Come to a Manzano Mountain Art Council literary event in the Heart of New Mexico on the last weekend in August. Nostos rules. The 8th Annual Poets & Writers Picnic again returns to its traditional setting -- the gazebo garden behind Pop Shaffer's famous wild folk art fence next to the historic Shaffer Hotel. (Concurrent with the Sunflower Festival)
Featuring: poetry, music, open mike, featured readers. Bring a picnic lunch or dine in the Shaffer dining room. This free, much anticipated annual event features local and visiting poets and writers, and live music.Directions: one block south of the intersection of Highways 55 & 60.
More about the Poets & Writers Picnic and its history. You can also contact Picnic's founder,Dale Harris, 505-242-4930
(more to come)
Poets & Readers Choice
New feature! Listen to guest poets read their favorite poems. Bring a favorite poem to read.
Poetry Writing Workshop
What: download the brochure (.pdf)
Who: Dale Harris & Gregory Candela
When: Friday, Aug. 26 - Saturday, Aug. 27
Where: The Shaffer Hotel, Mountainair
How much: $95 (early registration). Includes workshop and meals. Complete package only. Lodging not included.
Contact: call (925-8970) or e-mail (please write "Sunflower Poetry Writing Workshop" on the subject line) for further details and enrollment information..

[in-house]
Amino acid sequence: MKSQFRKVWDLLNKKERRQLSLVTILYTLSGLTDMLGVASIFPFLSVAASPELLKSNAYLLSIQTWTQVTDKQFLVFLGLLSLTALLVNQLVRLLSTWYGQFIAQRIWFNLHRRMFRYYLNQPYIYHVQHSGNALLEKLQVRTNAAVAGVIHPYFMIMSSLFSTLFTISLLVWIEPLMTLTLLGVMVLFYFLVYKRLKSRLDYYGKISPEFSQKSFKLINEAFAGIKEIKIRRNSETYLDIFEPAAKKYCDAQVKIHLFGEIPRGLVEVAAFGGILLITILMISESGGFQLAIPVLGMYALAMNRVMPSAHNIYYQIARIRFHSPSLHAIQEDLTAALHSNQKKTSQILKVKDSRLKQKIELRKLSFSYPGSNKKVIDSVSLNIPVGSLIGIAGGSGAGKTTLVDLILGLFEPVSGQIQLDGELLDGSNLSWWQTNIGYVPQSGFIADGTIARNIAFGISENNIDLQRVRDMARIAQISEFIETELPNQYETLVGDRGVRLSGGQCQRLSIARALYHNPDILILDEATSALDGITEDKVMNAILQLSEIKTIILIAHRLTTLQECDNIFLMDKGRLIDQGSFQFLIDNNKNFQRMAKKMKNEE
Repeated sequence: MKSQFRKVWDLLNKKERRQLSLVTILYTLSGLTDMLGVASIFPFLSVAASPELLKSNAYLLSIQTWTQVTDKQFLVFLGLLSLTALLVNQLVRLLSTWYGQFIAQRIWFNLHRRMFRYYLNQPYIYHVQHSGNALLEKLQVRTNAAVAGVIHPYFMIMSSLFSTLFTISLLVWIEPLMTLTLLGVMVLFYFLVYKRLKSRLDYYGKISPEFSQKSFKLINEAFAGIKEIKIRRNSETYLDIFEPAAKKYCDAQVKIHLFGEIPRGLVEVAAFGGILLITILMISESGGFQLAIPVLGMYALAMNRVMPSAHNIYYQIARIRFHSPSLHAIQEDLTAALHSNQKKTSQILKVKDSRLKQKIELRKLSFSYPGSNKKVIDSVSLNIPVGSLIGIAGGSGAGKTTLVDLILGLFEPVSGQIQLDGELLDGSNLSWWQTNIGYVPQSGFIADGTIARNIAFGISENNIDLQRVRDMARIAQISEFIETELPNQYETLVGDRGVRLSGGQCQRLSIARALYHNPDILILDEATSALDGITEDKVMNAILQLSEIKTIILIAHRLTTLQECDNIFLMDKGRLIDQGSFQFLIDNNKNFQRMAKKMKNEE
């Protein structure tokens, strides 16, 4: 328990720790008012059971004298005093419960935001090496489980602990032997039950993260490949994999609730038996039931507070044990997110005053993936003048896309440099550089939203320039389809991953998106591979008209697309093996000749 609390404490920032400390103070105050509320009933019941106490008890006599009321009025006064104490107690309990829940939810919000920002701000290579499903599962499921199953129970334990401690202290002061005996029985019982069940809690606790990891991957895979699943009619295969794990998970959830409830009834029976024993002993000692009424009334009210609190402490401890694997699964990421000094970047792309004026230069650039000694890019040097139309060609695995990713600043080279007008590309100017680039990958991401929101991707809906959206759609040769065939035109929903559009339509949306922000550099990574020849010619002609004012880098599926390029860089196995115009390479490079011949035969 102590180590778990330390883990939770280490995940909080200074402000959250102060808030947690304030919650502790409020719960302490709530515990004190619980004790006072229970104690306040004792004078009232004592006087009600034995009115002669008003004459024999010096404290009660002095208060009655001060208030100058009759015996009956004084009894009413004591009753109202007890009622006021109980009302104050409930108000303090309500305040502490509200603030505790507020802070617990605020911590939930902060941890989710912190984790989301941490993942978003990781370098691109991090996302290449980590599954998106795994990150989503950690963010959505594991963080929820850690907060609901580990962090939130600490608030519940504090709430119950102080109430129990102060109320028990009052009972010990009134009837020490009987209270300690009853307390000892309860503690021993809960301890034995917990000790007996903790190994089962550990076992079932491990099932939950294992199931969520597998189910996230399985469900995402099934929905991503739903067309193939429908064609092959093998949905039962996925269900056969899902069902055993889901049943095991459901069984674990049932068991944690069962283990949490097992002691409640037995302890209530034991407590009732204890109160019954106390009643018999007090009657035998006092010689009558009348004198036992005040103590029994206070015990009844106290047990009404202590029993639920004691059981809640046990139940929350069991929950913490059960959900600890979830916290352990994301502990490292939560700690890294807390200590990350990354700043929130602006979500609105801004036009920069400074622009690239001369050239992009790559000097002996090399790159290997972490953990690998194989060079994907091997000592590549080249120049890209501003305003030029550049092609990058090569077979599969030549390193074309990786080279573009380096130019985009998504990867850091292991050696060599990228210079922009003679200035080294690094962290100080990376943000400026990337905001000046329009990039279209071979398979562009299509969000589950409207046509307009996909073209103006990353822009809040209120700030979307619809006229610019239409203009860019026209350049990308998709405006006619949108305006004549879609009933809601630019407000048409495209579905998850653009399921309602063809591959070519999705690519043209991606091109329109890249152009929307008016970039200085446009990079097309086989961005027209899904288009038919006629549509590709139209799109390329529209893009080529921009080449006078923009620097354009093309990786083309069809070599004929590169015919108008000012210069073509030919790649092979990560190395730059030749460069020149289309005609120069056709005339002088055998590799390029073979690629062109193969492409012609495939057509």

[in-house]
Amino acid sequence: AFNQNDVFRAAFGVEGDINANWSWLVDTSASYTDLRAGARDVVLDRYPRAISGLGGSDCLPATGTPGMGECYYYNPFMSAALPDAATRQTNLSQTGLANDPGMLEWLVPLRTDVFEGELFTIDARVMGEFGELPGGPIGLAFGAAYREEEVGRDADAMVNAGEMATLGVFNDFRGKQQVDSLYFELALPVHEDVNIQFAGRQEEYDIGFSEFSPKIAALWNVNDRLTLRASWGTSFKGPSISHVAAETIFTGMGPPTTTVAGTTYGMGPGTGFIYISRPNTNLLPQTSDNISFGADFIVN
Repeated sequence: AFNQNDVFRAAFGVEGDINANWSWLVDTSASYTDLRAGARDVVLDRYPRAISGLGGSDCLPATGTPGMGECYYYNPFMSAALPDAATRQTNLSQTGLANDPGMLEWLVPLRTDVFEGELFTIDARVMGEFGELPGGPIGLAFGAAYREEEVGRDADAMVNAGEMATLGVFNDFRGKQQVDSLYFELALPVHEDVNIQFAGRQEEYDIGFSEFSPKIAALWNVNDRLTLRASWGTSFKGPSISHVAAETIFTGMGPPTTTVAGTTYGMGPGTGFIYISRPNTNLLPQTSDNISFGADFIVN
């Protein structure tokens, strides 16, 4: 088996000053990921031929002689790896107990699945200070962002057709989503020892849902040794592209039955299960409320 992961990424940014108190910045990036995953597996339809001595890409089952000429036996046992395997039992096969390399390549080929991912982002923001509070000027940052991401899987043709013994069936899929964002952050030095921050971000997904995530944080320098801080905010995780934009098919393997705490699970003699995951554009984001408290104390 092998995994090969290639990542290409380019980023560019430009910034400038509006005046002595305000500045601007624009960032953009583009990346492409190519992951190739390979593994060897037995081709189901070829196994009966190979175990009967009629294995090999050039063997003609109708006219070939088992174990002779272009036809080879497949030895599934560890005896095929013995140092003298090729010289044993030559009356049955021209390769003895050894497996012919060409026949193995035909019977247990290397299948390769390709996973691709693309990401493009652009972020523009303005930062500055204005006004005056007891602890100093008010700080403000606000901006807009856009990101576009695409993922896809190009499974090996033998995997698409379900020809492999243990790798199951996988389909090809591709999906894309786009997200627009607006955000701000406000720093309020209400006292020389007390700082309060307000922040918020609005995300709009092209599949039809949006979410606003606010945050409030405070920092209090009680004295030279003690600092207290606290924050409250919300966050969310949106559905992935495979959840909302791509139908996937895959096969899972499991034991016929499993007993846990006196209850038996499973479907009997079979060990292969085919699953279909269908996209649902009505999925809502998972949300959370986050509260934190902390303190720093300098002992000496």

(Sponsored by UNM Valencia Community Education)
poetry - New
Mexico poets, this
year's readers, and
including organizer Dale Harris, are past and future
Poets & Writers Picnic
Mark your calendars for August 27th and come to Mountainair. As has become custom, this Annual Poets & Writers Picnic is again on the same week-end as the Sunflower Festival (sponsored by the Mountainair Chamber of Commerce).
And now - a poem for the occasion...
by Dale Harris
You missed Indian Market
And of course the sunflowers.
As usual they swept across August
At first a few, a yellow trickle along the fence line
Then more, making pools in the pasture
And splashing down into the arroyo
Then incredibly many more,
Dappling the distance,
As though a giant hand had buttered the land.
Yet with the entire prairie to expand into,
They prefer crowds of themselves
They mass along the roadside,
Lined up as though a parade were about to pass.
Here and there one stands alone,
But not for long.
Soon his kin will come
And there will be sunflower squalor
There will be sunflower squalor, a floral slum.
Once they are out,
They will not be ignored.
Stretching their skinny stalks,
They top our roofline,
Press against the window screens,
And peep in at the door.
Familiar foot paths to the out buildings are obscured,
And from the road we seem afloat,
Our cabin, an odd tin boat
In a sea of sunflower faces.
They are the most staccato of flowers.
I catch them humming snatches of polkas
And John Phillips Sousa Marches,
Bobbing in the wind to the Boogaloo,
The Boogie Woogie and the Lindy Hop.
I call their names,
Clem, Clarissa, Sarah Jane
To try and tame them.
My neighbor comes by.
She has a field full
They’re useless, she complains.
Her horses can’t eat them.
I should hope not! I exclaim,
After she’s gone.
I don’t remember if you even liked sunflowers
But you liked life
And they are all about that.
Today I wrote to your family, finally.
I expect they are occupying themselves,
With beautiful gestures
In order to get over the grief of you.
As for me, I have sunflowers.